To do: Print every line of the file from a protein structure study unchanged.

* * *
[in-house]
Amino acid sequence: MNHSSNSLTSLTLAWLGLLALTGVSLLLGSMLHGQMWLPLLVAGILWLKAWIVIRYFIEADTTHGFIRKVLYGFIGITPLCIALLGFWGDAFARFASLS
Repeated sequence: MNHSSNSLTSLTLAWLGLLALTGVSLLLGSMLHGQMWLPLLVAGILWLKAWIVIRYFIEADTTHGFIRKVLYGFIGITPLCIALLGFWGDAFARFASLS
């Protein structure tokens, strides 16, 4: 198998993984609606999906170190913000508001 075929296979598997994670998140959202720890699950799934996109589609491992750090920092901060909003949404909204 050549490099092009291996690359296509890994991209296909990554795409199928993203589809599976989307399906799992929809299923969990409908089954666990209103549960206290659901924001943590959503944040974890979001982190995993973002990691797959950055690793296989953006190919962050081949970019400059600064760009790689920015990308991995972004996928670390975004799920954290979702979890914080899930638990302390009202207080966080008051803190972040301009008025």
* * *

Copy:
[in-house]
Amino acid sequence: MNHSSNSLTSLTLAWLGLLALTGVSLLLGSMLHGQMWLPLLVAGILWLKAWIVIRYFIEADTTHGFIRKVLYGFIGITPLCIALLGFWGDAFARFASLS
Repeated sequence: MNHSSNSLTSLTLAWLGLLALTGVSLLLGSMLHGQMWLPLLVAGILWLKAWIVIRYFIEADTTHGFIRKVLYGFIGITPLCIALLGFWGDAFARFASLS
């Protein structure tokens, strides 16, 4: 198998993984609606999906170190913000508001 075929296979598997994670998140959202720890699950799934996109589609491992750090920092901060909003949404909204 050549490099092009291996690359296509890994991209296909990554795409199928993203589809599976989307399906799992929809299923969990409908089954666990209103549960206290659901924001943590959503944040974890979001982190995993973002990691797959950055690793296989953006190919962050081949970019400059600064760009790689920015990308991995972004996928670390975004799920954290979702979890914080899930638990302390009202207080966080008051803190972040301009008025």